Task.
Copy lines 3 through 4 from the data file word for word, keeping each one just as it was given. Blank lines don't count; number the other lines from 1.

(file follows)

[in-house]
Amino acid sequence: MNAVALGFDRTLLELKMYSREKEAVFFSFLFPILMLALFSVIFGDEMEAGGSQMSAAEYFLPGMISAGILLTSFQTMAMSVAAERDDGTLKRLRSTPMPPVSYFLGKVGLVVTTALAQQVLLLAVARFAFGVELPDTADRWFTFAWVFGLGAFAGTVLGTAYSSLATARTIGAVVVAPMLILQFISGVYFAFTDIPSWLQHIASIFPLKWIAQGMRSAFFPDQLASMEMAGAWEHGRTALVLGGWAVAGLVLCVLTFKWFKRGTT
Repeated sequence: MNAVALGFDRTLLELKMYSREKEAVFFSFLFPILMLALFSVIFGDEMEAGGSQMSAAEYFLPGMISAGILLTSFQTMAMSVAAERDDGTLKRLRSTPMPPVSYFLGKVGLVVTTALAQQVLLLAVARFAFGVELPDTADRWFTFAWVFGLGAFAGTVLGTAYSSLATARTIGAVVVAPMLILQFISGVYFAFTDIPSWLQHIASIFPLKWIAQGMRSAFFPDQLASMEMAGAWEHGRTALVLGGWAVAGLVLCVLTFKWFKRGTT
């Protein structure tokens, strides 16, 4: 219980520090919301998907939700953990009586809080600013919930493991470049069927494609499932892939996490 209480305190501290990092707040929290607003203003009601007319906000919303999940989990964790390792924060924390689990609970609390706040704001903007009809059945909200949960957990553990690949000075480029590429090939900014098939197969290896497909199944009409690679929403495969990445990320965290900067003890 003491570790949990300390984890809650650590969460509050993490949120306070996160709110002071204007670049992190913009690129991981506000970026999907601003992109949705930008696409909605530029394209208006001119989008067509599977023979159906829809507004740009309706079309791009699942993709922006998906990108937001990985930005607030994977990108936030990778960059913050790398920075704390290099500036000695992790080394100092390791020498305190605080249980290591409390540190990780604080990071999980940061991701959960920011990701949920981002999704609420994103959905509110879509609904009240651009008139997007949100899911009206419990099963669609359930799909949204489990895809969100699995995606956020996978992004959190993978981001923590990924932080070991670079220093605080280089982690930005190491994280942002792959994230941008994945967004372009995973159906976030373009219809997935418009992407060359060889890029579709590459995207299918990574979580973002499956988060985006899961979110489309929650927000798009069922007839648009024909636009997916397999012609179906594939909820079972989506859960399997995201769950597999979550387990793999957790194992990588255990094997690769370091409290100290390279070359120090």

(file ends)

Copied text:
Repeated sequence: MNAVALGFDRTLLELKMYSREKEAVFFSFLFPILMLALFSVIFGDEMEAGGSQMSAAEYFLPGMISAGILLTSFQTMAMSVAAERDDGTLKRLRSTPMPPVSYFLGKVGLVVTTALAQQVLLLAVARFAFGVELPDTADRWFTFAWVFGLGAFAGTVLGTAYSSLATARTIGAVVVAPMLILQFISGVYFAFTDIPSWLQHIASIFPLKWIAQGMRSAFFPDQLASMEMAGAWEHGRTALVLGGWAVAGLVLCVLTFKWFKRGTT
């Protein structure tokens, strides 16, 4: 219980520090919301998907939700953990009586809080600013919930493991470049069927494609499932892939996490 209480305190501290990092707040929290607003203003009601007319906000919303999940989990964790390792924060924390689990609970609390706040704001903007009809059945909200949960957990553990690949000075480029590429090939900014098939197969290896497909199944009409690679929403495969990445990320965290900067003890 003491570790949990300390984890809650650590969460509050993490949120306070996160709110002071204007670049992190913009690129991981506000970026999907601003992109949705930008696409909605530029394209208006001119989008067509599977023979159906829809507004740009309706079309791009699942993709922006998906990108937001990985930005607030994977990108936030990778960059913050790398920075704390290099500036000695992790080394100092390791020498305190605080249980290591409390540190990780604080990071999980940061991701959960920011990701949920981002999704609420994103959905509110879509609904009240651009008139997007949100899911009206419990099963669609359930799909949204489990895809969100699995995606956020996978992004959190993978981001923590990924932080070991670079220093605080280089982690930005190491994280942002792959994230941008994945967004372009995973159906976030373009219809997935418009992407060359060889890029579709590459995207299918990574979580973002499956988060985006899961979110489309929650927000798009069922007839648009024909636009997916397999012609179906594939909820079972989506859960399997995201769950597999979550387990793999957790194992990588255990094997690769370091409290100290390279070359120090």